Some local elements you can include are:

  • Local imagery
  • Locations and hours
  • Integrated map with directions
  • Proximity to local landmarks (good for things like hotels, bed and breakfasts, etc)
  • Local phone number and contact information
  • Membership in any local group (rotary club logo, Better Business Bureau, chamber of commerce logo, logos of local charities or events you are involved with, etc)

As discussed before, design should also speak to your audience (more tech savvy or less tech savvy, age, gender, market, and so on).

Consider these 2 examples of landing pages for online invoicing. This is a market where design should be fresh, modern, "web X.X" if you will (like market leader Freshbooks).

Here's a win for good landing page design:

I really like the free sign up bar at the bottom. Your call to action is always available if you have to scroll or not. Good use of headlines, solid list of benefits, and super-easy sign up.

Compare that to something like Quickbooks which requires quite a bit of info to get started:

Then you have another example of, usually, what not to do. Too many navigation options here, run on paragraphs, lack of bullet points, outdated design for this market in my opinion:

So the layouts don't change drastically and I'd recommend coming up with a layout first, a base design, and base copy. Then you can easily turn any landing page into a targeted, local page pretty quickly with small design and copy tweaks.

Landing Page Resources

A few places I have bookmarked for landing page references are:

A couple of tools to help you with cranking out solid landing pages would be:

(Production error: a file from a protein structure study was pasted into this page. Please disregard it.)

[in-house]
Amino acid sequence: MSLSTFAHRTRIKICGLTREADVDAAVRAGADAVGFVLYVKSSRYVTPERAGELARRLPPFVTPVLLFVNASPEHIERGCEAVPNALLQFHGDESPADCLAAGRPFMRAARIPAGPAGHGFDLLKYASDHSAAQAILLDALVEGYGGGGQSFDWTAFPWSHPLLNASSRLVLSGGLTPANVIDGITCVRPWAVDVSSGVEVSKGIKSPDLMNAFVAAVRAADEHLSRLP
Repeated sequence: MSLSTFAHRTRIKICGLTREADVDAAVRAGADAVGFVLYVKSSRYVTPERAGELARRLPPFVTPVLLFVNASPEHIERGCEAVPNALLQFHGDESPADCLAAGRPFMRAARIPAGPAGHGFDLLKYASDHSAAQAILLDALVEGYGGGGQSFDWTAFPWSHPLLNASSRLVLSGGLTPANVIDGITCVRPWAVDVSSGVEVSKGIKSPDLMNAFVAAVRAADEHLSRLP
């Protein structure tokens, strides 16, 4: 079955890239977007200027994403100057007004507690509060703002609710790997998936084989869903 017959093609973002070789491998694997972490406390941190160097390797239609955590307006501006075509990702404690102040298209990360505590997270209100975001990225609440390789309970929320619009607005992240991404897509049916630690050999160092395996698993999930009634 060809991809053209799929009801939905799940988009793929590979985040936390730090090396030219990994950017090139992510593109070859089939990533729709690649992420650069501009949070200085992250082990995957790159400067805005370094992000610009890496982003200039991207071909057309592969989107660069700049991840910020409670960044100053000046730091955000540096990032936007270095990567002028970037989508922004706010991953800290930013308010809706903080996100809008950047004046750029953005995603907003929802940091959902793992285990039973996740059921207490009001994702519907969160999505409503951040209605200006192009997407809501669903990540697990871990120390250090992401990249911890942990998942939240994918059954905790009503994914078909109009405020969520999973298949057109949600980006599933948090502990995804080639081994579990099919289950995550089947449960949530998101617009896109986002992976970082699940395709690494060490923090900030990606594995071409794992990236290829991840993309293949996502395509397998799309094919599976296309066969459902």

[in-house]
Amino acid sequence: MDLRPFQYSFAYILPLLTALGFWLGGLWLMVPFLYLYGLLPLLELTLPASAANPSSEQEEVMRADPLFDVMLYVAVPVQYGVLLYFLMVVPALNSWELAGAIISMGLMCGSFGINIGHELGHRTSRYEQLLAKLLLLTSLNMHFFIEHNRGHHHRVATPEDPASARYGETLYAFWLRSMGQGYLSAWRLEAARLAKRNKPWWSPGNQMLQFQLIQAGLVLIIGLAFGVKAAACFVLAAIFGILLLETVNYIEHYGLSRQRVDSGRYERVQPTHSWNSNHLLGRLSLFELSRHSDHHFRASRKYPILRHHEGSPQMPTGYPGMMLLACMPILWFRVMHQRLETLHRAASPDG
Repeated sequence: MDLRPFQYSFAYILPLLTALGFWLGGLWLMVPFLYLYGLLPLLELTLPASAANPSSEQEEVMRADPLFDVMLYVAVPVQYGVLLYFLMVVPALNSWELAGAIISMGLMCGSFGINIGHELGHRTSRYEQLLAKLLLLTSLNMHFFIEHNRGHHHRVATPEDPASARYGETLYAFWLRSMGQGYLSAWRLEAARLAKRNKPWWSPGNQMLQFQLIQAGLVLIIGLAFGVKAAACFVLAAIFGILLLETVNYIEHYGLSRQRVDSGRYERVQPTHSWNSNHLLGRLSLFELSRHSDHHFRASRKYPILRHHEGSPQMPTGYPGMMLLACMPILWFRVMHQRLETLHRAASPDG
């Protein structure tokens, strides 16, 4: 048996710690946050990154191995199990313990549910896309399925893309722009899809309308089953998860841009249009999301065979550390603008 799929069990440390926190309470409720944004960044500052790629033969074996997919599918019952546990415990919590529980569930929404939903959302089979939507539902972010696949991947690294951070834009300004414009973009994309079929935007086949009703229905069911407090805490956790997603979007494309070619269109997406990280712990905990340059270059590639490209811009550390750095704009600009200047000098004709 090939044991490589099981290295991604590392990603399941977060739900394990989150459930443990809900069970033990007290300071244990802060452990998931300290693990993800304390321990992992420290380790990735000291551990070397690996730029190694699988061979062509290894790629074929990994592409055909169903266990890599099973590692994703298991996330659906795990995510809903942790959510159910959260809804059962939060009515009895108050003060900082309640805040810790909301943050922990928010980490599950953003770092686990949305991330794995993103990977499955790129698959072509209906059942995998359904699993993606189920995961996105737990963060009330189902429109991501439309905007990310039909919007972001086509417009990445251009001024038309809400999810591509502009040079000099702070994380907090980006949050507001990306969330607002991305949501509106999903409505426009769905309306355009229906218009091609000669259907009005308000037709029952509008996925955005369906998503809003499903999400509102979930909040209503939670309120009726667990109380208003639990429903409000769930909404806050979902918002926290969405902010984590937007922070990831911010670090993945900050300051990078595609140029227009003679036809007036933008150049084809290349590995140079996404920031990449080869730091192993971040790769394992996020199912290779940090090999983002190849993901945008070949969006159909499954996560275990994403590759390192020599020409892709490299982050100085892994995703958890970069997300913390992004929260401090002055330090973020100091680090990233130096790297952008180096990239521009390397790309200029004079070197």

• Unbounce (hosted)
  • Premise (Wordpress plugin from Copyblogger which comes with a ton of custom graphics and built in copywriting advice + tips)

It's not that difficult to create awesome, locally targeted landing pages. It's a really simple process:

  • Check out the resources linked to above and make a swipe file of nicely designed landing pages (design and layout)
  • Incorporate the base layout and copy layout (headings, graphics, CTA's, etc) into a wireframe
  • Minimize distractions (focus on getting the clicker to complete the desired task)
  • Get the UI and graphics in order
  • Think about all the ways you can sprinkle in a local feel to the page, like we talked about above (colors, locations, hours, local connections, imagery, and so on)
  • Add in the local components to your base page

What are some of your best practices when putting together landing pages for local PPC campaigns or landing page tips in general?

What's In Your SEO Toolbox?

The SEO tool space is a pretty crowded one (and growing one!). Tools are helpful, there is no doubt about that. However, tools are generally only as good as the person using them. We'd love to know what tools you use and why, so please let us know in the comments after the post :)